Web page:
Build­ing the Air­bus C295 in In­dia

This op­tion (C295) has the po­ten­tial to en­hance the or­der for the C295 air­craft by an­other 100 at the very least. Be­sides, the Air­bus-TASL joint ven­ture com­pany will vir­tu­ally be­come the prover­bial ‘Jewel in the Crown’ for Prime Min­is­ter Naren­dra Modi’s ‘

SP's MAI - - AEROSPACE FEATURE - [ By Air Mar­shal B.K. Pandey (Retd) ]

In the mid­dle of May last year, the De­fence Ac­qui­si­tion Coun­cil (DAC) fi­nally cleared the long awaited project ini­ti­ated by the In­dian Air Force (IAF) for the ac­qui­si­tion of 56 medium-lift mil­i­tary trans­port air­craft to re­place its ob­so­les­cent fleet of Hawker Sid­de­ley HS-748 twin tur­bo­prop trans­port air­craft whose in­duc­tion into the IAF had com­menced as far back as in the early 1960s. In the process of eval­u­a­tion of the three con­tenders that re­sponded to the global ten­der, the Air­bus C295 was se­lected against oth­ers namely the C-27J Spar­tan man­u­fac­tured by Ale­nia Aero­nau­tica of Italy and the An-32 of­fered by Antonov of Ukraine. Both these aero­space firms had joined the race with Air­bus De­fence and Space for the con­tract in re­sponse to the re­quest for pro­posal (RFP) floated in mid-2013.

Emer­gence of an In­dian Player

As per Air­bus, the con­tract for 56 air­craft, which is val­ued at around $2 bil­lion, was ex­pected to be signed within two years af­ter the pre­ferred plat­form was iden­ti­fied. How­ever, this is yet to hap­pen. This par­tic­u­lar ten­der has clearly two unique fea­tures. Firstly, this will per­haps be the first project wherein a mil­i­tary trans­port air­craft will ac­tu­ally be man­u­fac­tured in the coun­try by an orig­i­nal equip­ment man­u­fac­turer (OEM) from abroad, Air­bus De­fence and Space in this case, through a joint ven­ture part­ner­ship with an In­dian com­pany Tata Ad­vanced Sys­tems Lim­ited (TASL). This is a wholly owned sub­sidiary of Tata Sons and is lo­cated on the out­skirts of Hy­der­abad. Sec­ondly, this is also the first ma­jor project wherein the state-owned In­dian aero­space ma­jor Hin­dus­tan Aero­nau­tics Lim­ited (HAL) has not been al­lowed to par­tic­i­pate in the bid­ding process and in­stead,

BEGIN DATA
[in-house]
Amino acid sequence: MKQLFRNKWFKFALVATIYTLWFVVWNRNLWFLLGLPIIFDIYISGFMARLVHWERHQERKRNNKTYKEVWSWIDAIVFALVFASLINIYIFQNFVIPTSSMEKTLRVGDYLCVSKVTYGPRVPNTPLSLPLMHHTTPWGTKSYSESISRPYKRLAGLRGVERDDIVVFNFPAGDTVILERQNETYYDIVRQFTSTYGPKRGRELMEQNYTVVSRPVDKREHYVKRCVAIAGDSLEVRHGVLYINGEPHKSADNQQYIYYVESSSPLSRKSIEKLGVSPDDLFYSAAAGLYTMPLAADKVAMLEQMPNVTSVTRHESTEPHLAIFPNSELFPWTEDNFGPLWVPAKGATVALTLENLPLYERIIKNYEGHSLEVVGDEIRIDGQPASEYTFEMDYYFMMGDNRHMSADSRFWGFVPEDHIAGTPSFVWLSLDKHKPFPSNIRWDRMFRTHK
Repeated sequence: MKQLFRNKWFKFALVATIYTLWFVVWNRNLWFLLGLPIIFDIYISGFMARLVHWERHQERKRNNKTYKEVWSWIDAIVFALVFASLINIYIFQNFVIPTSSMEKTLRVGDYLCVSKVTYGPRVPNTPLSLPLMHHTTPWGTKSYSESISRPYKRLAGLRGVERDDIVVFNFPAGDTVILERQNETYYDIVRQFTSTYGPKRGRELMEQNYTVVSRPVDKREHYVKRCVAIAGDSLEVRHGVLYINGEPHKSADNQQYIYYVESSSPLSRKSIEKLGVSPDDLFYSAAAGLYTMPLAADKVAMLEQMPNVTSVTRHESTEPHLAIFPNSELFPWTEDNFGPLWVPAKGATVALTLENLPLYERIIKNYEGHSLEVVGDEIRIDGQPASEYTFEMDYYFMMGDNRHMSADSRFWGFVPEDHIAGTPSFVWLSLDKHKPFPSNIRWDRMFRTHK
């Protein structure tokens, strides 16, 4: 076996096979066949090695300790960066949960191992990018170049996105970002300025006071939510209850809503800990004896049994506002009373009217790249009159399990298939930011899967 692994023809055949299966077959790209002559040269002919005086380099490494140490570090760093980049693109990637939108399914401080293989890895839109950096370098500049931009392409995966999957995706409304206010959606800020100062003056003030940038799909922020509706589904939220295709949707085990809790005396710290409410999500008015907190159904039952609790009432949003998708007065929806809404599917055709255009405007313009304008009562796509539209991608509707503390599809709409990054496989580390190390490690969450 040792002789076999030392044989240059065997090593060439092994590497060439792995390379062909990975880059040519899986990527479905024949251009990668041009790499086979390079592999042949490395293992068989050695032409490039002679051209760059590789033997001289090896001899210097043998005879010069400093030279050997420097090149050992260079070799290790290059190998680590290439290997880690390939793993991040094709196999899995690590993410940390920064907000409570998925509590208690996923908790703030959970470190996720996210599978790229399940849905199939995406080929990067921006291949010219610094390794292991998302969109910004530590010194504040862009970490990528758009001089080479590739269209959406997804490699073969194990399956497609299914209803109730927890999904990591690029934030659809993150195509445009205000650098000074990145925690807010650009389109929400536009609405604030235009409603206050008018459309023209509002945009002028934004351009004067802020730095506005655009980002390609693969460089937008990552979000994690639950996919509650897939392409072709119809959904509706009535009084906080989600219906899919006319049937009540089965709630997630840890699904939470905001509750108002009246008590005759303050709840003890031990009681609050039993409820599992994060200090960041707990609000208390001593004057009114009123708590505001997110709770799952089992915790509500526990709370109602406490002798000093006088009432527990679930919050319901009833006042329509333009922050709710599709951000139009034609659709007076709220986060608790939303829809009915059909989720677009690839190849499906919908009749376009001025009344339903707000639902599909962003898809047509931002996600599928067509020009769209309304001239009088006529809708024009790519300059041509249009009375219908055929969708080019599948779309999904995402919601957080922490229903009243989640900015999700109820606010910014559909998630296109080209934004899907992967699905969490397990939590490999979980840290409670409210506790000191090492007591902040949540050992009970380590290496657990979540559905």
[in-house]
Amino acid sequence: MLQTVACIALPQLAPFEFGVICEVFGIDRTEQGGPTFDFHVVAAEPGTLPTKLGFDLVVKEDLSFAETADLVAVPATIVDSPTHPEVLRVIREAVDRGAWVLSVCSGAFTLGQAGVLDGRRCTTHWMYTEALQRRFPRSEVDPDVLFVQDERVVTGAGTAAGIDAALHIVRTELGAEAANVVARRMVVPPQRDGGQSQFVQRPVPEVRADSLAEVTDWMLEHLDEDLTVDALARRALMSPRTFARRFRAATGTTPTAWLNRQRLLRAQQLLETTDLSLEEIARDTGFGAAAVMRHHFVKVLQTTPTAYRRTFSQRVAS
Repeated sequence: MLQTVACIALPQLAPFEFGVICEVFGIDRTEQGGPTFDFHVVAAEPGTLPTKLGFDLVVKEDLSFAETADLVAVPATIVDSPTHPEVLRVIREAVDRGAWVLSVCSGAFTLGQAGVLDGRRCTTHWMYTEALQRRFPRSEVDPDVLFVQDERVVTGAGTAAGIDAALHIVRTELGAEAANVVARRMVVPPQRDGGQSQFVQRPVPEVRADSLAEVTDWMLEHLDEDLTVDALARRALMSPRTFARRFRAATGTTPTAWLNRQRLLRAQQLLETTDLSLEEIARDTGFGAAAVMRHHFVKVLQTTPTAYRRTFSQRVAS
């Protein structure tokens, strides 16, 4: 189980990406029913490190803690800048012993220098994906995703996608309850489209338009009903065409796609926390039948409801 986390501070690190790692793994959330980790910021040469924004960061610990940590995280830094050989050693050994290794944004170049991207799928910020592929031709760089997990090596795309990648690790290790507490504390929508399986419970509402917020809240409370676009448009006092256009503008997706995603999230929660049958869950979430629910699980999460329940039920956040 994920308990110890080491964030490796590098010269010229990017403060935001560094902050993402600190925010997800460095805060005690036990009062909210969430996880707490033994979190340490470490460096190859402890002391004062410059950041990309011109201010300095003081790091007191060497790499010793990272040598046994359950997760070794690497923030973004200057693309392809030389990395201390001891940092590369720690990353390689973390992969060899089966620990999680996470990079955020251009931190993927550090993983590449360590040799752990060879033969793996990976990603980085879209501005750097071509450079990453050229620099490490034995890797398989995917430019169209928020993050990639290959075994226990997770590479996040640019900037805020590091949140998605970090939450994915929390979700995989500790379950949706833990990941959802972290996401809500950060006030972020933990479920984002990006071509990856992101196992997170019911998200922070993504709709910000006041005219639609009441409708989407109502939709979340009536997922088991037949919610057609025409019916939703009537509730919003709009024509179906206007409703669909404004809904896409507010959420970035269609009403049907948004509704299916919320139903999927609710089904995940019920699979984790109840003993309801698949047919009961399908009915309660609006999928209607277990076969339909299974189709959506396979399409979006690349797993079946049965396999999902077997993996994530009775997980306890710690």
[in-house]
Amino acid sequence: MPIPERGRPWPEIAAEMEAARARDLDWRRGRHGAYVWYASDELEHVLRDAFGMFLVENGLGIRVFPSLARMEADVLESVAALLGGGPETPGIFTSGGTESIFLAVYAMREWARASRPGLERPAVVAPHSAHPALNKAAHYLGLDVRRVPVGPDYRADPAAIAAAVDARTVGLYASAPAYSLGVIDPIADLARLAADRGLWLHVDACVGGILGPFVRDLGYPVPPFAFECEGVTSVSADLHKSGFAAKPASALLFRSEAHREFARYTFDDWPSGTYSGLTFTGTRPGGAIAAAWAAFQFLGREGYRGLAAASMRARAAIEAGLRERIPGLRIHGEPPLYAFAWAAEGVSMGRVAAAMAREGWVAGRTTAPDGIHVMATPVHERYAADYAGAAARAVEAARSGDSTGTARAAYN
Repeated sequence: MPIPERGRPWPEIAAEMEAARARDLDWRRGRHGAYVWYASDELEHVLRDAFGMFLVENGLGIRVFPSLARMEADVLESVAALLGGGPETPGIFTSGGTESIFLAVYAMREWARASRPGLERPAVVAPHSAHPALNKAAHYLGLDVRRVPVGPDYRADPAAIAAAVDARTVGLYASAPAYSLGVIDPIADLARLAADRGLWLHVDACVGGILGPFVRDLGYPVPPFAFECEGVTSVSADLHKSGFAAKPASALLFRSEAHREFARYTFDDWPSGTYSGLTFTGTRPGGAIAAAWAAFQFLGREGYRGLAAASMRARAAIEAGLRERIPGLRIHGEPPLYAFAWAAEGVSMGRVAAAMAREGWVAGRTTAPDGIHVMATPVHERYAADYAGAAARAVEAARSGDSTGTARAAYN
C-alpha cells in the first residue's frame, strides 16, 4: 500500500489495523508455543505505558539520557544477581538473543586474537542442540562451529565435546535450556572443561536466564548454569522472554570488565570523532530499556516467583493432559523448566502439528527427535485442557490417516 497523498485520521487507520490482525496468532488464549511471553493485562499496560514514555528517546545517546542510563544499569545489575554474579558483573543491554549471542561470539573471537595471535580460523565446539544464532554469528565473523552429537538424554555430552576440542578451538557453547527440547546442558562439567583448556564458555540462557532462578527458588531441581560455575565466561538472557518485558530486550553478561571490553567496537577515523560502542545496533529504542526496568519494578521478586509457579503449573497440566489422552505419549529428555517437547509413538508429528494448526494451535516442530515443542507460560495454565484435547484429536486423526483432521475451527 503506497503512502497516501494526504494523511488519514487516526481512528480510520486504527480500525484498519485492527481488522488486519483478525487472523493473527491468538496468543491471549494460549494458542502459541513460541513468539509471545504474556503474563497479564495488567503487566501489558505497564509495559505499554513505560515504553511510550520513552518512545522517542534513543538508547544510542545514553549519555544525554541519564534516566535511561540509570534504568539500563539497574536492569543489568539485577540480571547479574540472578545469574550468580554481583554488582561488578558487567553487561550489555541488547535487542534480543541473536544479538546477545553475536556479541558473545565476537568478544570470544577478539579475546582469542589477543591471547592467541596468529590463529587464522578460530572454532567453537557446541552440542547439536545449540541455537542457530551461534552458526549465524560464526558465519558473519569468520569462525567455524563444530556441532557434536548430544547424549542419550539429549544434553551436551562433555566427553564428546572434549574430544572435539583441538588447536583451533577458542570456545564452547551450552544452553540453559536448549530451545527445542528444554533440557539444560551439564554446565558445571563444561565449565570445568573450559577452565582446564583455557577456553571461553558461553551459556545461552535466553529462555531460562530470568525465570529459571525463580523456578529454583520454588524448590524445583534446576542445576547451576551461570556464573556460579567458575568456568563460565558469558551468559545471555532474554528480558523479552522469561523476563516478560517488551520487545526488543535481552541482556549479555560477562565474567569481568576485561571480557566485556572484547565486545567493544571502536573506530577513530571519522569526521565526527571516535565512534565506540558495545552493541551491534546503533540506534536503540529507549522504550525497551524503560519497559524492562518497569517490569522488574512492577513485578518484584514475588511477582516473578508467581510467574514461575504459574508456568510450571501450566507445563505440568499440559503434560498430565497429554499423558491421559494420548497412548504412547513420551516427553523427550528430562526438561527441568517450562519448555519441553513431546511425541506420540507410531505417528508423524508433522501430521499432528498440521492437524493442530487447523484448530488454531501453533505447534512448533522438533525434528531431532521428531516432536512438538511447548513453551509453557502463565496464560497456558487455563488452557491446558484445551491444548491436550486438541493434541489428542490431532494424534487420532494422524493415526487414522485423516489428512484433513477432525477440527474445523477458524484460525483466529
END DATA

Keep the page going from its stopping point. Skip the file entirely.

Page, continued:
doors have been flung open to the In­dian aero­space in­dus­try in the pri­vate sec­tor.

This hard de­ci­sion was taken de­spite the fact that HAL is the only aero­space com­pany in In­dia that has any ex­pe­ri­ence in build­ing mil­i­tary air­craft even though pri­mar­ily un­der li­cence. On the other hand, the In­dian aero­space in­dus­try in the pri­vate sec­tor, rel­a­tively speak­ing, has very lit­tle ex­pe­ri­ence and is gen­er­ally re­garded as be­ing prac­ti­cally a novice in the field. How­ever, in just five years, TASL has evolved into a sig­nif­i­cant player on ac­count of its no­table con­tri­bu­tion to the global aero­space in­dus­try. The com­pany has be­come an im­por­tant man­u­fac­tur­ing part­ner for global OEMs de­liv­er­ing over 1,00,000 parts in a year to var­i­ous end cus­tomers all over the world. Part­ners of TASL in the global aero­space in­dus­try in­clude Siko­rsky Air­craft Cor­po­ra­tion for whom it makes cab­ins for the S-92 he­li­copters, Lock­heed Martin Aero­nau­tics for whom the com­pany man­u­fac­tures air­frame com­po­nents for the global sup­ply chain of the C-130J Su­per Hercules mil­i­tary tac­ti­cal trans­port air­craft. Other aero­space firms that TASL has part­nered with are Pi­la­tus Air­craft Ltd of Switzer­land, Cob­ham Mis­sion Equip­ment and RUAG Avi­a­tion. The com­pany has de­vel­oped ca­pa­bil­i­ties across the en­tire value chain of the aero­space in­dus­try from de­sign to full air­craft as­sem­bly. There ought to be no doubt that this com­pany in the pri­vate sec­tor of the In­dian aero­space in­dus­try is poised to emerge as a ma­jor player in In­dia in this sec­tor. It is also the first com­pany in the pri­vate sec­tor of the In­dian aero­space in­dus­try to be cer­ti­fied by the In­dian air­wor­thi­ness au­thor­ity, Cen­tre for Mil­i­tary Air­wor­thi­ness and Cer­ti­fi­ca­tion (CEMILAC) to ‘AS 9100: Rev B Stan­dard’ stip­u­lated for the de­sign of air­frame struc­tures.

Econ­omy of Scale